There are a couple of points worth mentioning here. Notice that the post is on the Apple.com forum and the broken image icon. You are seeing a broken image because the â€œimageâ€ is on the imagicon.info site and is serving up an affiliate link instead of an emoticon. In this particular case it was a TradeDoubler link for UK iTunes. The post also doesnâ€™t appear to be the typical comment spam bot post. The user has several post counts and their comments are relevant to the thread discussion.Â Iâ€™ll go into those points a bit later.
In a different incident, you can see how they redirect an affiliate link instead of serving an actual image:
The image call coming from the lunarforums.com is for imagicon.com/cat/6-5/vmware-cool.gif. This uses a 302 redirect on an in-house affiliate link for lunarpages.com.Â The affiliate ID is eurgpb (they use this affiliate ID in some other in-house programs).
In more cases than not with the cookie stuffing instances I saw for this affiliate, they didnâ€™t make the affiliate redirect this obvious. The redirect containing the affiliate link happened on a secure (SSL) page so the content is encrypted and not easily â€œviewed.â€ This is an attempt to hide their fraudulent behavior, although one that ultimately does achieve the purpose. At the end of the day, the affiliate link tracking is going to show on any kind of sniffer logging (the cornerstone of testing). There is no need to â€œseeâ€ the redirect page containing the affiliate link. The only thing the encryption truly accomplishes is demonstrating the intent of the affiliate to hide their activities they know are elicit.
This affiliate used one other method in an attempt to hide their behavior. They set their own cookies from imagicon.info. Their cookie stuffing script initially checks for the presence of this cookie on the end userâ€™s computer. If there is no cookie, then the affiliate link is served. If there is a cookie present, then a real image is served. Once someone has been cookie stuffed, any subsequent visits will not result in the cookie stuffing behavior to occur. Â The image below shows the same post on a subsequent visit to the page.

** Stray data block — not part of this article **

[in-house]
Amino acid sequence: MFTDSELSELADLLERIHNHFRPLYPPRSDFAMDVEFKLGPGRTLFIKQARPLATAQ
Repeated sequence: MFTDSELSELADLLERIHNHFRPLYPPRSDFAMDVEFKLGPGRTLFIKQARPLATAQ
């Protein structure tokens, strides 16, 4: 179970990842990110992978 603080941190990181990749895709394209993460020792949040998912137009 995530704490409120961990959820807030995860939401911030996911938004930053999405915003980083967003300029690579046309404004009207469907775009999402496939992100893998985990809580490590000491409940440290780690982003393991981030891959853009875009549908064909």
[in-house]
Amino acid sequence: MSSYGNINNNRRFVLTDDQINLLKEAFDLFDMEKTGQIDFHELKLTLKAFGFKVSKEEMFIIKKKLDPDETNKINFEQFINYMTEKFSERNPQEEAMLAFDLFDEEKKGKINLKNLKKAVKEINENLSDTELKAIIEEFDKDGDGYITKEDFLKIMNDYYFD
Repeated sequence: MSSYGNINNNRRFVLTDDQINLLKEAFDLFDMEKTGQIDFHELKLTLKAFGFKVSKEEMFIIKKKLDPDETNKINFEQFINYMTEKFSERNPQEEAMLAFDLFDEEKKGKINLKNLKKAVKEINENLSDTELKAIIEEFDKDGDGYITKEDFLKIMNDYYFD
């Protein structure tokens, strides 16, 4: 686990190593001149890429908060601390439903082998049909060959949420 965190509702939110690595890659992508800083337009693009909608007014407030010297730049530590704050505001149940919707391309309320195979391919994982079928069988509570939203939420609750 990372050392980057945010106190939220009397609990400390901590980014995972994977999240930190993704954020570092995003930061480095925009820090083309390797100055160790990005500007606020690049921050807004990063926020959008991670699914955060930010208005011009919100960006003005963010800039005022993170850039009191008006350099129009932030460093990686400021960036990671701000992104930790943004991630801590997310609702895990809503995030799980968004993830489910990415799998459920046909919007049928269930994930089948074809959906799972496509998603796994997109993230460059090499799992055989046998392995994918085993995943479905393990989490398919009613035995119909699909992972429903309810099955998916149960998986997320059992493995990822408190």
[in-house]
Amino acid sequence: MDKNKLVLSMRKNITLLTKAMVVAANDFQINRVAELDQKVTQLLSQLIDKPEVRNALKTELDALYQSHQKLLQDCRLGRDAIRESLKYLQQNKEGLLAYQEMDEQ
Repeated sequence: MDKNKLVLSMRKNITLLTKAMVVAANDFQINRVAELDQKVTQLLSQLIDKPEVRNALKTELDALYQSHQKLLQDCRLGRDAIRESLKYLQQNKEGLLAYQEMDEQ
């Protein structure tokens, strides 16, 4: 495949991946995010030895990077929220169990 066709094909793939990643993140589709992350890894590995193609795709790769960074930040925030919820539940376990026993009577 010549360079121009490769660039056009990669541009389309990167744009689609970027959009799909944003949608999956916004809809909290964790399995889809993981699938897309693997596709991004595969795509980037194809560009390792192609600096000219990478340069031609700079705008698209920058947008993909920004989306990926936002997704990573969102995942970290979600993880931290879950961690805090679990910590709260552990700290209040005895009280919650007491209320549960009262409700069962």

Aside from helping to normalize the clicks and conversions of their traffic in an affiliate program, it makes the detection and investigation by the person responsible for affiliate compliance more difficult. The solution is to clear browser cookies and history between each test when testing/monitoring. Again, this only confirms the affiliateâ€™s intent to defraud the merchant by attempting to hide the behavior.
But Waitâ€¦Thereâ€™s More!
At this point, if there is anyone who is not sure that imagicon.info is intentionally defrauding merchants by specifically cookie stuffing on the merchantâ€™s own site, then the affiliate itself provides the final nails to its coffin. Sometimes it is amazing what you will find in Googleâ€™s search returns when you persist beyond page 10.
First up is a job listing on oDesk for Google Research and Forum Testing.Â Remember how those spam posts didnâ€™t look so spammy? Itâ€™s because they werenâ€™t posted by a bot, but were indeed posted by a real person. It may seem somewhat brazen to post a job to spam forums publicly, but itâ€™s even more amazing when you realize the real intent is to have the images in place as part of a cookie stuffing scheme. They were kind enough to give a couple of examples and have their domain plastered all over the job posting. Sweet.